Plants which can find Suitable conditions for their growth at the same place are likely to be found together. A group of plants which are commonly associated in this way is known as a plant association. There is much kind of plants association and these constitute an important subject of study. Those types of plant association in which tress are most conspicuous part are known as forests. There are other types in which grasses are more important and they are known as grasslands and meadows. Such societies imprint their characters on the landscape and ordinary language recognizes their importance in the topography of the countryside.

 Geographical changes of plants

Extensive geographical and climatic changes from tropical heat to arctic cold eave been and are taking place on our earth. They have converted dry lands into sea-beds, and up heaved the bottom of the sea to form new dry lands. These climatically and physio graphical changes which take ages to come about, have had influence upon terrestrial floras. As the temperature changed and became, say, colder, one by one the warmth-loving plants died out until only a few were left; and when warmth returned. ‘Flora of warm regions returned.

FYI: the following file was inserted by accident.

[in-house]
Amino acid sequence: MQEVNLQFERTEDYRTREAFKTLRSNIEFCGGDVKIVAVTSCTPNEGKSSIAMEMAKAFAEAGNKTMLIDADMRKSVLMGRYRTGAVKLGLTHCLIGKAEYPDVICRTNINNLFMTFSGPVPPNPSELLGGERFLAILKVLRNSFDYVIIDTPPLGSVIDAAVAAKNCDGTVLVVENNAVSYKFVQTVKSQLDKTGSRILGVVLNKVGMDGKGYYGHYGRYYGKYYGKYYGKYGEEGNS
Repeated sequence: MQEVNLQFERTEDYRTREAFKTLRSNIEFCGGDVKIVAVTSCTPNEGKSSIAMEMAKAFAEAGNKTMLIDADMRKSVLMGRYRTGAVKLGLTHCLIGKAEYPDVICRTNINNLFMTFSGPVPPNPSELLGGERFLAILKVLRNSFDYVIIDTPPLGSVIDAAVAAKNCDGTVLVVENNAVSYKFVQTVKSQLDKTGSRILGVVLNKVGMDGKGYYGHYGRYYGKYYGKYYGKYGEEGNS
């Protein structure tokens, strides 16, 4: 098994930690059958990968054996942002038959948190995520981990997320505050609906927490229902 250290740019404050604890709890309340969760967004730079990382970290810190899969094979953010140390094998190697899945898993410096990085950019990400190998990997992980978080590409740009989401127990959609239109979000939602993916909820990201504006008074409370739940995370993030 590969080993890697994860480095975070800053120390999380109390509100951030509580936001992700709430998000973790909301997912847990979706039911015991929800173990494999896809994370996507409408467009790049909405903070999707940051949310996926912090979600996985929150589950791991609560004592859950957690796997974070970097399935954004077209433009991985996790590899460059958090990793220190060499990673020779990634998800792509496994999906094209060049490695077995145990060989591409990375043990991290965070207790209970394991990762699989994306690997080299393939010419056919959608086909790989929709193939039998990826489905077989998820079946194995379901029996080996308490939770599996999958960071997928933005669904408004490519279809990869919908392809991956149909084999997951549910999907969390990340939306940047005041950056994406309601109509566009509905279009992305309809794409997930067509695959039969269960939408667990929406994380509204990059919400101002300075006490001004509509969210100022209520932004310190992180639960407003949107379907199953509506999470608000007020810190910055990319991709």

Darwin made a special mention of these floral migrations one in one place after describing the close of Glacial period (epoch in the history of the earth, when vast portions of its surface were covered by ice probably 5,000 ft. thick) said: “As the warmth returned, the Arctic form would retreat north-wards, closely followed up in their retreat by the productions of the more temperate regions, and as the snow melted from the bases of the mountains, the Arctic forms would seize on the cleared and thawed ground, always ascend nag, as the warmth increased and the snow still further disappeared, higher and higher, whilst their brethren were pursuing their northern journey. Hence when the warmth had fully returned, the same species which had lately lived together on the European and North American lowlands,) would again be found in the’ Arctic regions of the Old and New Worlds, and on many isolated mountain summits far distant from each other.